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Weekender: Monterey Bay, California

Julie Toy

Photo: Julie Toy

WHERE TO EAT

Red House Café 662 Lighthouse Ave., Pacific Grove; 831/643-1060; dinner for two $40. A longtime favorite for breakfast and lunch, the café recently added a dinner menu (served Thursday through Saturday) that revolves around what's fresh and whatever chef-owner Christopher D'Amelio feels inspired to cook. A typical night's offerings: Dijon-thymeÐencrusted prime rib with sweet-potato purée and sautéed zucchini, and baked Monterey salmon with braised leeks.

Tillie Gort's Café 111 Central Ave., Pacific Grove; 831/373-0335; lunch for two $20. Before an afternoon visit to the tourist-packed aquarium, grab a wholesome snack at this granola-crowd luncheonette. Veggie burgers, big salads, fresh juices, and flavorful vegan desserts (try the vanilla cake with mocha frosting) share menu space alongside such mainstream carnivorous fare as the "turkado" (a turkey sandwich with avocado).

Taste Café & Bistro 1199 Forest Ave., Pacific Grove; 831/655-0324; dinner for two $45. A great spot for bistro dishes with a California touch. The standouts are chicken-apple sausages with braised red cabbage, au gratin potatoes, and onion marmalade; and grilled entrec™te.

Duck Club Monterey Plaza Hotel & Spa, 400 Cannery Row, Monterey; 831/646-1706; dinner for two $80. After a lengthy day of sightseeing, the hotel's formal grill and attentive staff are just the thing. Plus you get a bay view to accompany your savory butternut squash soup and perfectly grilled salmon.

Tarpy's Roadhouse 2999 Hwy. 68, Monterey; 831/647-1444; dinner for two $50. The renovated stone farmhouse was built in the early 1900's and has a lively courtyard. Try one of the wood-grilled steaks.

Montrio 414 Calle Principal, Monterey; 831/648-8880; dinner for two $60. This buzzing bistro is set in a 1910 converted firehouse—the pole is sadly gone, but the exposed brick and high ceilings remain. Sip a good local wine at the bar while waiting for rotisserie chicken with garlic mashed potatoes.

Stokes Adobe Restaurant 500 Hartnell St., Monterey; 831/373-1110; dinner for two $70. This may be the prettiest restaurant in town—it's in a pink adobe, circa 1833—but the real draw is chef Brandon Miller's seared ahi tuna with lentil-tomato salad and mustard aioli.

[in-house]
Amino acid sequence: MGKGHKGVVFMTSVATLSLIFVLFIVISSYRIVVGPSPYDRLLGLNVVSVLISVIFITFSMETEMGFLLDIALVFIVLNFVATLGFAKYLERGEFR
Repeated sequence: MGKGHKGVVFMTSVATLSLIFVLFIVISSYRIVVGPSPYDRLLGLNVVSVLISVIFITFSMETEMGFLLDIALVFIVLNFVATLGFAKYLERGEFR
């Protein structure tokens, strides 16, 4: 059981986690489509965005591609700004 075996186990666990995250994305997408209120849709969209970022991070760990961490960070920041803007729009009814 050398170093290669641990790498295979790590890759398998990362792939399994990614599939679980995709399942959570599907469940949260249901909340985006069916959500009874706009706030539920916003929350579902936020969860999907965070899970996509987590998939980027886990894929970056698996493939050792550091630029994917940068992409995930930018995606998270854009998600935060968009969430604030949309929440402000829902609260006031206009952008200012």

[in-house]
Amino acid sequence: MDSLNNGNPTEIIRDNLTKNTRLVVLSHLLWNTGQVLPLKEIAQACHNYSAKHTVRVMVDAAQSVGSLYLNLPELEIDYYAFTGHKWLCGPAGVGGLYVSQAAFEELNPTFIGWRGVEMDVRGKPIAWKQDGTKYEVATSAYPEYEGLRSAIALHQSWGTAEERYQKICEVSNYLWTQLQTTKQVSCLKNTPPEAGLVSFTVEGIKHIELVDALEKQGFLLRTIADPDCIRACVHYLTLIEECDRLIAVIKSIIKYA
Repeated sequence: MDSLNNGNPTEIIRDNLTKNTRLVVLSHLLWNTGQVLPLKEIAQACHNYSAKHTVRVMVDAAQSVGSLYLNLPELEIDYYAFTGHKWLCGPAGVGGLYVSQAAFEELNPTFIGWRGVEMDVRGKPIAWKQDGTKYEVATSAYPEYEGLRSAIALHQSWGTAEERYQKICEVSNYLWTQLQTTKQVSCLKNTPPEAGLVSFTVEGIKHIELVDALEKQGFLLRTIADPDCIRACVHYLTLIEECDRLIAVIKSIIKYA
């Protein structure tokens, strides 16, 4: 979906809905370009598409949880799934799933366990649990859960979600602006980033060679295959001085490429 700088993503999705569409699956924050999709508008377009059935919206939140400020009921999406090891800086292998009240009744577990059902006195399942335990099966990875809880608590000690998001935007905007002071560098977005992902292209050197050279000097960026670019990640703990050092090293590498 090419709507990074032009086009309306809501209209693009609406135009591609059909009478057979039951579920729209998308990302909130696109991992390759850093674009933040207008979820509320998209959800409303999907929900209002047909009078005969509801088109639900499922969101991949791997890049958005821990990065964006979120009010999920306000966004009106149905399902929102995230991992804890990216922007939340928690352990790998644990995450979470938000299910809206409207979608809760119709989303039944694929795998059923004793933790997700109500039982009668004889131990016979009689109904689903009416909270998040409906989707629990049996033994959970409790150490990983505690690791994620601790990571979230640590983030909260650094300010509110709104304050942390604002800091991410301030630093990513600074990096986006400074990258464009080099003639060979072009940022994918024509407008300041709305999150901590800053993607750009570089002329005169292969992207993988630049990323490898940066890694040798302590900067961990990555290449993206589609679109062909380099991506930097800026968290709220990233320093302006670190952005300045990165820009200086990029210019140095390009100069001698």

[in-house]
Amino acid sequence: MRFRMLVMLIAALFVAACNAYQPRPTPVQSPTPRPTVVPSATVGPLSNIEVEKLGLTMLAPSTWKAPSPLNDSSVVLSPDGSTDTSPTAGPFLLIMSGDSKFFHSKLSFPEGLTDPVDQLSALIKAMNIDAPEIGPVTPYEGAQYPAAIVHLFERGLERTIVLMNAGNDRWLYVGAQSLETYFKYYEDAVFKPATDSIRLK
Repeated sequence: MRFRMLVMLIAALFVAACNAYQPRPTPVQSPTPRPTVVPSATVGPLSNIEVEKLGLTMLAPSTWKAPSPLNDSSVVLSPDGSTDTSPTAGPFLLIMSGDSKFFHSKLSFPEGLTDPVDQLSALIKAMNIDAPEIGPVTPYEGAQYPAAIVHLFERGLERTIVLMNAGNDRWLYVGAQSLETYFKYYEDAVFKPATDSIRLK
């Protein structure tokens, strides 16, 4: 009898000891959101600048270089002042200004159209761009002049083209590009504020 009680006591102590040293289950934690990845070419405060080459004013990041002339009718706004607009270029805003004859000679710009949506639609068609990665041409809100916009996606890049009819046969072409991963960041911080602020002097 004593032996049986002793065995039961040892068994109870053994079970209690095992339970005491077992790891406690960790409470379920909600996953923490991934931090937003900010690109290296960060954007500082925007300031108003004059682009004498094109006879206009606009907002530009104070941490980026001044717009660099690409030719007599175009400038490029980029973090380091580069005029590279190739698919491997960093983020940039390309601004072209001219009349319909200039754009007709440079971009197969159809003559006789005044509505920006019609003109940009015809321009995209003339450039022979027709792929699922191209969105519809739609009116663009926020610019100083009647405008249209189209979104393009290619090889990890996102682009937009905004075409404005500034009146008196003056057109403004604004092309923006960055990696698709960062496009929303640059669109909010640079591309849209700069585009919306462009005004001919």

Hog's Breath Inn San Carlos and Fifth Sts., Carmel; 831/625-1044; lunch for two $20. Though Clint Eastwood is no longer the owner (only the landlord), this nouveau-rustic English pub and grill still pays homage to Carmel's former mayor and most famous resident—both in décor (lots of movie stills) and on the menu ("Dirty Harry burger," anyone?). Recently opened after a renovation, it's ideal for a drink and a nosh by one of the five outdoor fireplaces.

Nepenthe Hwy. 1, Big Sur; 831/667-2345; dinner for two $50. Orson Welles and Rita Hayworth used to rent the private cabin here, built in 1944 by a Frank Lloyd Wright apprentice, to steal away from their fans. Sitting on an 800-foot bluff, full of paths and steps that lead to stunning treetop coastal views, Nepenthe (Greek for "no sorrow") has been a restaurant/café and Big Sur landmark for more than 50 years. The food is a bit overpriced and pedestrian—but it's an agreeable place for lunch or a snack (the ambrosia burger is a good choice).

Deetjen's Big Sur Inn 48865 Hwy. 1, Big Sur; 831/667-2378; dinner for two $60. After the twisty drive down the Pacific Coast Highway, stop at Deetjen's for a glass of wine. Order the poached pear-and-blue cheese salad with candied walnuts, then the crisp roast free-range chicken with portobello mashed potatoes. On a brisk night, the crackling fireplace and doting service will warm the chill right out of you.

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